MOOve over business cards

Long-time users of Flickr have probably already heard of MOO, but since the short-lived free promotion has long since expired I thought I would share my experience with them and one of their products. The executive summary is that I am very happy with their product and service.

Moo is a printing company in England that is providing a novel service. They make custom printed social cards and invitations using photography and text of your choice. But, that doesn't really sound all that novel, does it?

The difference is that they have optimized their print workflow to permit many different photographs to be used in a single print job, with printing on the reverse side that relates to both the user and the photograph itself.

They have also chosen two unusual formats for their products. Their oldest product is a kind of social card with a photo on the face and writing (up to six lines of text) and logos on the back. The text can be fixed (name, URL, phone number, email, address, or whatever else seems appropriate) or derived from the photo itself (title, date, and similar). The card is nominally 1:2.5 in aspect ratio, and my box measures 2.8cm by 6.9cm (which works out to 1:2.47). If you are keeping score, this is somewhat less than half the size of a standard US business card (5.1cm by 8.9cm, 2" by 3.5" or 1:1.75 aspect ratio). The paper used is a heavy matte-finish coated stock so the cards don't feel flimsy at all. Boxes of 100 run about US$25.

Their new product is larger, at 10cm square. It seems to be aimed at invitations and announcements, and is significantly more expensive than the classic MOO card.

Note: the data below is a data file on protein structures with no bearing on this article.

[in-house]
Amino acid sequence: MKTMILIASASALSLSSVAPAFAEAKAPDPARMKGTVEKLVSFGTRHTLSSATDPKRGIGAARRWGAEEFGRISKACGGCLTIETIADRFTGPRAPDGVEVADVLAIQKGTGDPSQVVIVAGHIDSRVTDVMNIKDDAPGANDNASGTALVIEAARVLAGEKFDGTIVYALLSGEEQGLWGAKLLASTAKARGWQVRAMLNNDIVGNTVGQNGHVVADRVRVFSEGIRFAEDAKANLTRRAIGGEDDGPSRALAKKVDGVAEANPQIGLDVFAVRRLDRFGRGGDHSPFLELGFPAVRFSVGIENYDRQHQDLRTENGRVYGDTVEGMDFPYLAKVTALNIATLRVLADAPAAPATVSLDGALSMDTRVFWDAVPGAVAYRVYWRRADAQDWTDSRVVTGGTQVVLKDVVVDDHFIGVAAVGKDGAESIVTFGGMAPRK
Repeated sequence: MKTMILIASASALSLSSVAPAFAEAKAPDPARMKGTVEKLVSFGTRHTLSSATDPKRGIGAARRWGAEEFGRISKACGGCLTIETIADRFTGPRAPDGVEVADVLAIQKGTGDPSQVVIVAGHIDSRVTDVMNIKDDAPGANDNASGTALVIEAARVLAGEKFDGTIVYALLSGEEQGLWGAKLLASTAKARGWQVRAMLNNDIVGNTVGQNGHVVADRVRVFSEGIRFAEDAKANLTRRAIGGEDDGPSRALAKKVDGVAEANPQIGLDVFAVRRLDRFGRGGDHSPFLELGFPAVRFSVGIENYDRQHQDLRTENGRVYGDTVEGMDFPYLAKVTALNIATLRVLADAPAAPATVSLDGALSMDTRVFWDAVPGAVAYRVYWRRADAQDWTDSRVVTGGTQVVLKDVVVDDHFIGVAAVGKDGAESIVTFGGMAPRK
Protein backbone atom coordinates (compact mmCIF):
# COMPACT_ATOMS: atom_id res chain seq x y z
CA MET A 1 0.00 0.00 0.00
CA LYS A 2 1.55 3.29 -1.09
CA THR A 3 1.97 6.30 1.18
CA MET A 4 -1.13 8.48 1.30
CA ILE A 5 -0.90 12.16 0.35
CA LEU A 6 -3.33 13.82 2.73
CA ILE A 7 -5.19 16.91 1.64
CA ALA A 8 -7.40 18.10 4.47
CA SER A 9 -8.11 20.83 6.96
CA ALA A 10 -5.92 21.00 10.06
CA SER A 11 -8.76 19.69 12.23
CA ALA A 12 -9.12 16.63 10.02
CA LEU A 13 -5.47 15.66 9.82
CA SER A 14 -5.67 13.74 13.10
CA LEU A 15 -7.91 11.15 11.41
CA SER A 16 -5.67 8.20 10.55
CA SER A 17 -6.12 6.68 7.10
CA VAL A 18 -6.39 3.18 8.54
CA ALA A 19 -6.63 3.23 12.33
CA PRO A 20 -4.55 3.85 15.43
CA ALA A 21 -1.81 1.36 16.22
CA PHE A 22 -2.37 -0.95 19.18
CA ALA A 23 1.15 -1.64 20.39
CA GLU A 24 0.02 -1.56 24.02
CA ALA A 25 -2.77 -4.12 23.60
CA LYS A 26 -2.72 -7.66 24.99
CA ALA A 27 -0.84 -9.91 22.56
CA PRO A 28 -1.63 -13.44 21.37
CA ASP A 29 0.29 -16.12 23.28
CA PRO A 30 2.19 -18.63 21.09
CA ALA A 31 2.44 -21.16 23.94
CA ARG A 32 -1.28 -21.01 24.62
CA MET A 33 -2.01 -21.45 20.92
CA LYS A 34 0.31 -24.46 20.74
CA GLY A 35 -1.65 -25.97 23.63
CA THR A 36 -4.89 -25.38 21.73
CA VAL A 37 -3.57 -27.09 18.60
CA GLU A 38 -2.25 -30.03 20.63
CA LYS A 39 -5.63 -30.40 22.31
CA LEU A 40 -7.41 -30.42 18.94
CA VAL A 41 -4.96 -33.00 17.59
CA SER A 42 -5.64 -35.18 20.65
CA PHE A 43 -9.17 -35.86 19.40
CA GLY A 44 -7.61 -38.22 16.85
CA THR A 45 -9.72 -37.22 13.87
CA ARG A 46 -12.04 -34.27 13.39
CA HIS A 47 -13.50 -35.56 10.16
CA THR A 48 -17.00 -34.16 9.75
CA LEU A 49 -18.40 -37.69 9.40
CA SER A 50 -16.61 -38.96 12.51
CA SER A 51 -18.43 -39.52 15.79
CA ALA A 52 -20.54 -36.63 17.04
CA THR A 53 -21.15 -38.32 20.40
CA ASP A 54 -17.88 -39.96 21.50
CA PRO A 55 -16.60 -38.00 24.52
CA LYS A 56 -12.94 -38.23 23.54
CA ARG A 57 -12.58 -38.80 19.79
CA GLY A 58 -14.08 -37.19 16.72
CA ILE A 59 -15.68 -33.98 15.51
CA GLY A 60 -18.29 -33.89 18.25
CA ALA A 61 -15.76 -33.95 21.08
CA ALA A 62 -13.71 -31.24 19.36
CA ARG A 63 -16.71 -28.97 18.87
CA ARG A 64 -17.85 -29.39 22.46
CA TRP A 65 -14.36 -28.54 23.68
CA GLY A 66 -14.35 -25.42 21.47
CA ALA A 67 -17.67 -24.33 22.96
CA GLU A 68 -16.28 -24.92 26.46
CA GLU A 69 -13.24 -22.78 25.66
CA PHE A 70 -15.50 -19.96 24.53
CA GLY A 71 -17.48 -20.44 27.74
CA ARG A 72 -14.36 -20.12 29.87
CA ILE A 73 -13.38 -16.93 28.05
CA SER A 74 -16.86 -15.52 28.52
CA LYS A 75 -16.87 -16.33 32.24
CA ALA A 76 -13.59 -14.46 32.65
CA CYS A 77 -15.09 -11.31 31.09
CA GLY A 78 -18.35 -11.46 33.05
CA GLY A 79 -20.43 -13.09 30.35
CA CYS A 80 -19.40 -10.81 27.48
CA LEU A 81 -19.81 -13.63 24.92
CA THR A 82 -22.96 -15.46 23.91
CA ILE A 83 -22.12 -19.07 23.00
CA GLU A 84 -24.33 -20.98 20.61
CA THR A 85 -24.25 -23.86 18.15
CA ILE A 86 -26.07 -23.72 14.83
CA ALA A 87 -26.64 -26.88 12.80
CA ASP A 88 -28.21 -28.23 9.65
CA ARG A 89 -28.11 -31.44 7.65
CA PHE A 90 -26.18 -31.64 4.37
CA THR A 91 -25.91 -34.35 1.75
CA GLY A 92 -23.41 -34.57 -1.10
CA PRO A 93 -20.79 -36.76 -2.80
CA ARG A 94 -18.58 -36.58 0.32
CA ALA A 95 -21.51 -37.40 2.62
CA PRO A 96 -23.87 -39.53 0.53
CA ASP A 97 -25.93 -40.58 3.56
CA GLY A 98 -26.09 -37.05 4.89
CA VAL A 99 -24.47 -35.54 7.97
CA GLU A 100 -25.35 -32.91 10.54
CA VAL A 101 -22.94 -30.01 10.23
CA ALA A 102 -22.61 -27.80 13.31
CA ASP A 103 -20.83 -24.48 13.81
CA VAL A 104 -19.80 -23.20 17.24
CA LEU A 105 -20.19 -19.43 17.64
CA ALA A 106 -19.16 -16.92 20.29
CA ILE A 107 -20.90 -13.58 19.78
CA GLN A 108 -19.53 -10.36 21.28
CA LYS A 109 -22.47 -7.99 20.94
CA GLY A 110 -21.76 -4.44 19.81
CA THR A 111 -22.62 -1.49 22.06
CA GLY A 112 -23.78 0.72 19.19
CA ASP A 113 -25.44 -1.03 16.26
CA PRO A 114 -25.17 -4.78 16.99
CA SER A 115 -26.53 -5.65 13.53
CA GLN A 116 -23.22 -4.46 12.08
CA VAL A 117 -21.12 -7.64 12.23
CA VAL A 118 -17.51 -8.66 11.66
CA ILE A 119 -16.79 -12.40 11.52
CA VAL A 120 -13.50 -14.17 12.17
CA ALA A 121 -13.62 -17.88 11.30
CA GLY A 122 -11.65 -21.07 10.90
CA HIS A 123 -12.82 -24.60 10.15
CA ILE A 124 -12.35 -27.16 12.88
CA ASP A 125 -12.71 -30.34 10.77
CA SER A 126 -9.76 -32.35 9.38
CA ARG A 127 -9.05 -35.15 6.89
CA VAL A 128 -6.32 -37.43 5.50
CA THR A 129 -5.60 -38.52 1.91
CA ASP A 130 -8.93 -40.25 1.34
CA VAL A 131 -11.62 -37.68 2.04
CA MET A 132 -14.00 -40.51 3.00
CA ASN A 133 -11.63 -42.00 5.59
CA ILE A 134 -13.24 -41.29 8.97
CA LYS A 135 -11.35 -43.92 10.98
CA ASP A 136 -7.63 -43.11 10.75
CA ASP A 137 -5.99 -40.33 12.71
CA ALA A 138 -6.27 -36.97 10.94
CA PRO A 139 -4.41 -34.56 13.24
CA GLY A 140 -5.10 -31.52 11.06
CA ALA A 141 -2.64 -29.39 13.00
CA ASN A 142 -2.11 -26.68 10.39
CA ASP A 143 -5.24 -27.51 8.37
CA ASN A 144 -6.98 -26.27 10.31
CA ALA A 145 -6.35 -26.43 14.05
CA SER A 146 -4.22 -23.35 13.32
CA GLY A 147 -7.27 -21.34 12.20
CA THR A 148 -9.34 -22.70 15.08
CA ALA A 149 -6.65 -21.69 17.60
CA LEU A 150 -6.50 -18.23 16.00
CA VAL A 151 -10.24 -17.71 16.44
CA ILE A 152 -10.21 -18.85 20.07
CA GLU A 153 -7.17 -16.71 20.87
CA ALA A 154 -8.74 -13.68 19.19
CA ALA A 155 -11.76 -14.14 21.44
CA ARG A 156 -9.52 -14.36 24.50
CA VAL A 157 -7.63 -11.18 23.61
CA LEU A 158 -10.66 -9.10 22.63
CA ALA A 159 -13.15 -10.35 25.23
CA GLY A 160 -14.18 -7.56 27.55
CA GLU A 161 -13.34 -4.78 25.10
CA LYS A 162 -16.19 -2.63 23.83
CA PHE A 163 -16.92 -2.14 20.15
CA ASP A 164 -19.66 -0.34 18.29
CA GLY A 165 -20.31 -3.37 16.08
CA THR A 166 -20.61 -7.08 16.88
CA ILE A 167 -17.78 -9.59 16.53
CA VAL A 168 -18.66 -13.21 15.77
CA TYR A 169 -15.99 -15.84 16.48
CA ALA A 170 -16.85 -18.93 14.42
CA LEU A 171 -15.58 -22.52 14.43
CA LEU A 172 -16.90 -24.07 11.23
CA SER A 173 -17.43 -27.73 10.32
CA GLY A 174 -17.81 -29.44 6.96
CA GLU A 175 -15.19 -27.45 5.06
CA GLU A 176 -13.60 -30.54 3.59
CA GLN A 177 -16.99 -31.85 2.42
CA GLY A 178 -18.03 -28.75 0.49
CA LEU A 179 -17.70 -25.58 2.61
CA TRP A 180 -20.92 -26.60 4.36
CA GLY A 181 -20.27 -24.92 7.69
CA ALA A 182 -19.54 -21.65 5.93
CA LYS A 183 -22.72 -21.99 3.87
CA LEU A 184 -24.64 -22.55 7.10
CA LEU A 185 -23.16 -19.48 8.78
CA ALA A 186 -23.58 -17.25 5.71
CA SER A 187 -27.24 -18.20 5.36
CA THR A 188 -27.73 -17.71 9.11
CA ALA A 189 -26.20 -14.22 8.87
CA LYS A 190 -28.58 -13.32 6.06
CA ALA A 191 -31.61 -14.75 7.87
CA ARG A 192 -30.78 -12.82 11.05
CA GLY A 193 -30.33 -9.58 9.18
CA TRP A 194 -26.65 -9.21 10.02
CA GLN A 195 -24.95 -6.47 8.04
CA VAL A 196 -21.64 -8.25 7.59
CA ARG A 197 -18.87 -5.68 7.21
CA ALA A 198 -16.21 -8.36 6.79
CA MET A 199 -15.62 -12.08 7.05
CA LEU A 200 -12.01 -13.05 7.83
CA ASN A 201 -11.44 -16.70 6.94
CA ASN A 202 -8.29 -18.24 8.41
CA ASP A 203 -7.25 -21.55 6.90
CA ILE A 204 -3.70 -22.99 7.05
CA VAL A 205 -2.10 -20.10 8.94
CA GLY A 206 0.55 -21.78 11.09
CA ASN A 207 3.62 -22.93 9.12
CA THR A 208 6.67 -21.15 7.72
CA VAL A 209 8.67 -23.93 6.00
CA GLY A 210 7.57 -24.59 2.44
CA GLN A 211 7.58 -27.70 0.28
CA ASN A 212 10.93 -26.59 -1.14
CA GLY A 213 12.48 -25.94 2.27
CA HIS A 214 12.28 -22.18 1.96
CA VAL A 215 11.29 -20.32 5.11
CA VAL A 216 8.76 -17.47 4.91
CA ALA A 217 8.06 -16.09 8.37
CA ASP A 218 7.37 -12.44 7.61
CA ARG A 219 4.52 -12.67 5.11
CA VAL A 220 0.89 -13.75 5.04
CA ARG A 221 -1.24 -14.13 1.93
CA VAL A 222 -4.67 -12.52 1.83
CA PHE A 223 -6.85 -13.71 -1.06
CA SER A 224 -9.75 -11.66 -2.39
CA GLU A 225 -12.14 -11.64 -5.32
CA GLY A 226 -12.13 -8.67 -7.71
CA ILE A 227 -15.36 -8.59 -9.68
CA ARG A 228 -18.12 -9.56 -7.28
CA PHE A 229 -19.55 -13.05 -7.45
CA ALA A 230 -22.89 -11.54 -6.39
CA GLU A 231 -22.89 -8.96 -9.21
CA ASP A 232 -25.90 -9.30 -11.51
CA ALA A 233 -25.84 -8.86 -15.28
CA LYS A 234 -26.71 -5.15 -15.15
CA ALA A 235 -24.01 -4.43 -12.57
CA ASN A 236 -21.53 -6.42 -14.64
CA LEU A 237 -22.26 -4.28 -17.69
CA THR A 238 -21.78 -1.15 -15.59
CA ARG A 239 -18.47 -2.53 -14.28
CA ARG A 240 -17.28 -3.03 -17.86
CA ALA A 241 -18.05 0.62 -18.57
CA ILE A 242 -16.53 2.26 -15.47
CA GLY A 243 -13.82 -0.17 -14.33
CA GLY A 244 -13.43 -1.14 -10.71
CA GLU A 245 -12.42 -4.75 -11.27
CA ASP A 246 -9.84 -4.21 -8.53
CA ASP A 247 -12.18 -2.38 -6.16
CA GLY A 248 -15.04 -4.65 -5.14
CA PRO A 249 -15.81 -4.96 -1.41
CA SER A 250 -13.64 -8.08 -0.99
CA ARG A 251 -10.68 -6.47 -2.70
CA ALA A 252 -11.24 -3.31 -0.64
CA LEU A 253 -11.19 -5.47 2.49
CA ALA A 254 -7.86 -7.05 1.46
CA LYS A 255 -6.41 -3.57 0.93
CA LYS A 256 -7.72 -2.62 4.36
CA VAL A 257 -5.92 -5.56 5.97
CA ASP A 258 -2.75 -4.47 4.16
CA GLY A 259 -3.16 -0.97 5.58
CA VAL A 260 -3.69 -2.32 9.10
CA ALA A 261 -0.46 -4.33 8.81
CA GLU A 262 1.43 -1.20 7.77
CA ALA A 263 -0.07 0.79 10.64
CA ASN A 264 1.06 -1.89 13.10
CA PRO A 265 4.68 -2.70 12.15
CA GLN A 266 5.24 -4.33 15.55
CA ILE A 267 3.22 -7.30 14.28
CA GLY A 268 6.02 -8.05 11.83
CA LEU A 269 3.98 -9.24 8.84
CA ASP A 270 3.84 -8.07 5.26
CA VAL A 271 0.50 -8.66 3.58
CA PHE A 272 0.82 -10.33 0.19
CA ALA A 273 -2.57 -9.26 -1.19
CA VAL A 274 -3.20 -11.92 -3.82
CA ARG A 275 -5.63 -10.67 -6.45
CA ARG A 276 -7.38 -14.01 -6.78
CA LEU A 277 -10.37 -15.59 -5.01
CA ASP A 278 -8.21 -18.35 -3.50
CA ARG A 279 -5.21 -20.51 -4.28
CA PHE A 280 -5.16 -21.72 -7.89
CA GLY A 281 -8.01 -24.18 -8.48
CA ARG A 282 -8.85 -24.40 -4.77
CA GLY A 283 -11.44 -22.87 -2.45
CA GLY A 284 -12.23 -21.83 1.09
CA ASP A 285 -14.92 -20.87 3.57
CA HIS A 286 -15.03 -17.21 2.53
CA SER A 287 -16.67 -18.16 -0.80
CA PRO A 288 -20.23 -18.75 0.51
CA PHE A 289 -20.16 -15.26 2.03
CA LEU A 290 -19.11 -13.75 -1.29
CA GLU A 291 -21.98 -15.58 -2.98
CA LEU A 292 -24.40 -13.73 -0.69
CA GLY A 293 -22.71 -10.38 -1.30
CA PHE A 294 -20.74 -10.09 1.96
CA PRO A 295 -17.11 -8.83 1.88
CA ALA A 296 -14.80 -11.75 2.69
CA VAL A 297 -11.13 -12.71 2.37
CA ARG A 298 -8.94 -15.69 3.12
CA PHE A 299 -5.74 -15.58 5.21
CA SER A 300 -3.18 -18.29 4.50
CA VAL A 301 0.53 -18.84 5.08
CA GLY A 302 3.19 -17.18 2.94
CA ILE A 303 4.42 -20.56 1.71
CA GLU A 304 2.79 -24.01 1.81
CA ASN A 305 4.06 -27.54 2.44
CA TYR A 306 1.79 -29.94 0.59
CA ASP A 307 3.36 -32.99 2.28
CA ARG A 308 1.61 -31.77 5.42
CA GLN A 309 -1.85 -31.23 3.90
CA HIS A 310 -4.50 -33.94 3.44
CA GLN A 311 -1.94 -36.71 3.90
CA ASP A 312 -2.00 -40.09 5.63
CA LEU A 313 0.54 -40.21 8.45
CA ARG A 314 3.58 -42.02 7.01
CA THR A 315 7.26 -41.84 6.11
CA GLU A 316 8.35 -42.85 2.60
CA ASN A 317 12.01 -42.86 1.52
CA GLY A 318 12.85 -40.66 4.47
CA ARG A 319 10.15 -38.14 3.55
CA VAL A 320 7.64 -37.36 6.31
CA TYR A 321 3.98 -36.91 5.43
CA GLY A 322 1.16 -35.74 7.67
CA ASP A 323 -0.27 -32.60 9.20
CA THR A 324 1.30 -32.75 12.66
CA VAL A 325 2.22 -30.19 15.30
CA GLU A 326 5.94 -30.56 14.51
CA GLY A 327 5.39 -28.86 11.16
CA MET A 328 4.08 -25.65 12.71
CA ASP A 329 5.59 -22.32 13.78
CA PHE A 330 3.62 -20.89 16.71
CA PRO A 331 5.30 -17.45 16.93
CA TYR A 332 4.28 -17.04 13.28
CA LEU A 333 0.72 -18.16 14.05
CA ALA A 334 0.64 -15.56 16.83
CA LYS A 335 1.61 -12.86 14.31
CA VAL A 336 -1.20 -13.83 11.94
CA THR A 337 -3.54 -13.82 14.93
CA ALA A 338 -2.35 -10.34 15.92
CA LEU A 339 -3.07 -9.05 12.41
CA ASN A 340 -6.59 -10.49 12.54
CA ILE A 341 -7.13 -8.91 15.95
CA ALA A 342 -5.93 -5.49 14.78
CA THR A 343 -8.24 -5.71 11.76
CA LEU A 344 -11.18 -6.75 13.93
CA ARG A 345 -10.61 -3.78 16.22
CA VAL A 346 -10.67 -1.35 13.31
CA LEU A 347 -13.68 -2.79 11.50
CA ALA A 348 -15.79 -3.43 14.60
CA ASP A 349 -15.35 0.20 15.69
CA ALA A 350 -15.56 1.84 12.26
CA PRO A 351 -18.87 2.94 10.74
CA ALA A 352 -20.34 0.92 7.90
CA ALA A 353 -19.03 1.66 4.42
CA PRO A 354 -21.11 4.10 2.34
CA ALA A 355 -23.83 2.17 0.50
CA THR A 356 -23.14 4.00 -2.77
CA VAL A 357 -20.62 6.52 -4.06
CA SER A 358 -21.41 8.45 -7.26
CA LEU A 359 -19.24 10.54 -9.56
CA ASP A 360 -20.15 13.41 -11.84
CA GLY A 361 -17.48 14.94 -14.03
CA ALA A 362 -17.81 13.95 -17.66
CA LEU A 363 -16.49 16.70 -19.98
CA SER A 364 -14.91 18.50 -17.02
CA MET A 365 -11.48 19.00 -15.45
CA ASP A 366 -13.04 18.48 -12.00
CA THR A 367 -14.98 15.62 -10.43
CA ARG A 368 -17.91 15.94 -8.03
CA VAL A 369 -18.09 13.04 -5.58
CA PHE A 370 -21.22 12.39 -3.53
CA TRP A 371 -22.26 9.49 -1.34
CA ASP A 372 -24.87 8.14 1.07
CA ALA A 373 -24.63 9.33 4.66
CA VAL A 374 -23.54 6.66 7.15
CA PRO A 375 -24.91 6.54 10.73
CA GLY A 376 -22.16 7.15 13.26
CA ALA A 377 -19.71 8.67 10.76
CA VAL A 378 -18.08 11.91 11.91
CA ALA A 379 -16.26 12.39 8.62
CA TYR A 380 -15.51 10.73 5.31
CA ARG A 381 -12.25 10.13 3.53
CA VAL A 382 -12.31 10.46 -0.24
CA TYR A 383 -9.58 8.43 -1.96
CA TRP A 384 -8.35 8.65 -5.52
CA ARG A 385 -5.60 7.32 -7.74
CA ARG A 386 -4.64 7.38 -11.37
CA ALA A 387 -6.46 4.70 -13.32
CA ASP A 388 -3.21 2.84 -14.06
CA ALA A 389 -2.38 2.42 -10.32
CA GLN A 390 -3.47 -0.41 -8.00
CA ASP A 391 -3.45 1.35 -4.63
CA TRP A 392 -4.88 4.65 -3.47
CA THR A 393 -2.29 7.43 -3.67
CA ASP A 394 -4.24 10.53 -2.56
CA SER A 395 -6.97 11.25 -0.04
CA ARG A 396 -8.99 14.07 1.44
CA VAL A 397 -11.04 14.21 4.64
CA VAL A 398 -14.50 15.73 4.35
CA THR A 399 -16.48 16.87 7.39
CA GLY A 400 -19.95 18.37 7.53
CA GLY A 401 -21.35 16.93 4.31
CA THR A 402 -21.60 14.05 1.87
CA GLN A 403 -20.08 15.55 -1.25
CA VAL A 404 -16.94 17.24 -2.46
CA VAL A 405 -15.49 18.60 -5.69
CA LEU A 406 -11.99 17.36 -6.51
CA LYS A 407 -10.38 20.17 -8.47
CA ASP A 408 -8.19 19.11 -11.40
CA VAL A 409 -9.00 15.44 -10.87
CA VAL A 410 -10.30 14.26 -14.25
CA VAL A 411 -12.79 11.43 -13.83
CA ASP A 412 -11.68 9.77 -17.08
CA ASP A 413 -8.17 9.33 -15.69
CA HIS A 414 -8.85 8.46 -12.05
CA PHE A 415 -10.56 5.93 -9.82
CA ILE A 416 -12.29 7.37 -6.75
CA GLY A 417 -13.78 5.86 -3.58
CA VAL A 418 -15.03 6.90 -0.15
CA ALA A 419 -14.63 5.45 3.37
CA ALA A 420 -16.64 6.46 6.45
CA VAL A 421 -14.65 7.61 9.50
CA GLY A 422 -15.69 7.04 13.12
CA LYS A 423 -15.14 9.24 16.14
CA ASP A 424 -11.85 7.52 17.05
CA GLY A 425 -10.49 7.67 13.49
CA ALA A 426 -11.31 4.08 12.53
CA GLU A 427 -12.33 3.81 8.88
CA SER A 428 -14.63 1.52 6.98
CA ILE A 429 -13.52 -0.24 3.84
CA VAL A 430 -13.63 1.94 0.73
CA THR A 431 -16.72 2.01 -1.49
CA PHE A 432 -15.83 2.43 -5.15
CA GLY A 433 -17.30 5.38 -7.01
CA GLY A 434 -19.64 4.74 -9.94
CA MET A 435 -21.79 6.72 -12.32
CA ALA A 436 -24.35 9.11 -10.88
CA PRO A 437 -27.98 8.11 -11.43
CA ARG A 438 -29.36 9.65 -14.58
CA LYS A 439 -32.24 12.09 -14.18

They are particularly well integrated with Flickr. It was extremely easy to create a MOO account, connect it to my Flickr identity, and select an entire set of photos as the starting point for my order. Since I selected about 25 photos, the minimum order of 100 cards got 4 copies of each photo.

Their automated workflow emailed me to confirm the order within minutes, and again to confirm that it was in the hands of the Royal Mail about one week later. It arrived in my mailbox in California only five days after the email. For my US$25, I received a very nicely printed stack of cards. Since I didn't happen to include any text that was derived from the photo itself, I didn't test its ability to make the fronts match the backs but all the cards do have my info and none have anyone else's info on the back. They even included my Flickr avatar on the back!

I've given away a handful already, and expect to hand out more in the days to come.

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